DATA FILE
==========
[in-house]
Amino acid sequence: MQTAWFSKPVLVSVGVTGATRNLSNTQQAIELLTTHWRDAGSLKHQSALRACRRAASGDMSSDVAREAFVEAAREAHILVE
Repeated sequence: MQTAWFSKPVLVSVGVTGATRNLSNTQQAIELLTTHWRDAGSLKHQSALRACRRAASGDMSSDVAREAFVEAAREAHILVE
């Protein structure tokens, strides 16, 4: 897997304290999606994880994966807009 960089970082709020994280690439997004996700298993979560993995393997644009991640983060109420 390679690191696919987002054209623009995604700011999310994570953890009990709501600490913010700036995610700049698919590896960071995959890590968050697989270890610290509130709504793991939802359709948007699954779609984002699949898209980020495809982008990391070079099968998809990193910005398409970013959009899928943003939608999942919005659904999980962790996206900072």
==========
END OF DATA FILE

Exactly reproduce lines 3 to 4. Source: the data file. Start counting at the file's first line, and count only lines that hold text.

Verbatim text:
Repeated sequence: MQTAWFSKPVLVSVGVTGATRNLSNTQQAIELLTTHWRDAGSLKHQSALRACRRAASGDMSSDVAREAFVEAAREAHILVE
């Protein structure tokens, strides 16, 4: 897997304290999606994880994966807009 960089970082709020994280690439997004996700298993979560993995393997644009991640983060109420 390679690191696919987002054209623009995604700011999310994570953890009990709501600490913010700036995610700049698919590896960071995959890590968050697989270890610290509130709504793991939802359709948007699954779609984002699949898209980020495809982008990391070079099968998809990193910005398409970013959009899928943003939608999942919005659904999980962790996206900072």